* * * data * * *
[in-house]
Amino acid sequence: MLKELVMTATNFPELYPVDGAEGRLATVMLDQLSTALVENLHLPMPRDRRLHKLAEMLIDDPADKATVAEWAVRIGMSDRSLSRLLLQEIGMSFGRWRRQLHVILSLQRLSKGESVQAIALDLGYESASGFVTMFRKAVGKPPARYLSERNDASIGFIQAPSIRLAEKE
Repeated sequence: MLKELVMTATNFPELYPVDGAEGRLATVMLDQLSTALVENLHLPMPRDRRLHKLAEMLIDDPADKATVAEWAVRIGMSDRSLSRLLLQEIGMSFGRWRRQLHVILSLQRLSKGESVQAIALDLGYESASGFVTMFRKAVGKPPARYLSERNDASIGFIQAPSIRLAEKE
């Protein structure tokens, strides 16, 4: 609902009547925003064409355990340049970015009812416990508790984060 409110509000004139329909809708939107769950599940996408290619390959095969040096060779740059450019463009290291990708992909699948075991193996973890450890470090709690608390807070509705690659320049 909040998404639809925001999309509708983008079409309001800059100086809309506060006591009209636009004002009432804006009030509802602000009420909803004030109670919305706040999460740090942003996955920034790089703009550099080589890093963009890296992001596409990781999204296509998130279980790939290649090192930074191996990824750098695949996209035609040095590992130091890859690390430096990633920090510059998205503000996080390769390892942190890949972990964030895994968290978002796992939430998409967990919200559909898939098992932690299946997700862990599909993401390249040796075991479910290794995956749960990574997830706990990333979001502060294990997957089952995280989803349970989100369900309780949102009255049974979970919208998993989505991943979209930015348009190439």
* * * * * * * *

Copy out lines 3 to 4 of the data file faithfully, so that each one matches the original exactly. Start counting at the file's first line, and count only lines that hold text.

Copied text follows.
Repeated sequence: MLKELVMTATNFPELYPVDGAEGRLATVMLDQLSTALVENLHLPMPRDRRLHKLAEMLIDDPADKATVAEWAVRIGMSDRSLSRLLLQEIGMSFGRWRRQLHVILSLQRLSKGESVQAIALDLGYESASGFVTMFRKAVGKPPARYLSERNDASIGFIQAPSIRLAEKE
């Protein structure tokens, strides 16, 4: 609902009547925003064409355990340049970015009812416990508790984060 409110509000004139329909809708939107769950599940996408290619390959095969040096060779740059450019463009290291990708992909699948075991193996973890450890470090709690608390807070509705690659320049 909040998404639809925001999309509708983008079409309001800059100086809309506060006591009209636009004002009432804006009030509802602000009420909803004030109670919305706040999460740090942003996955920034790089703009550099080589890093963009890296992001596409990781999204296509998130279980790939290649090192930074191996990824750098695949996209035609040095590992130091890859690390430096990633920090510059998205503000996080390769390892942190890949972990964030895994968290978002796992939430998409967990919200559909898939098992932690299946997700862990599909993401390249040796075991479910290794995956749960990574997830706990990333979001502060294990997957089952995280989803349970989100369900309780949102009255049974979970919208998993989505991943979209930015348009190439």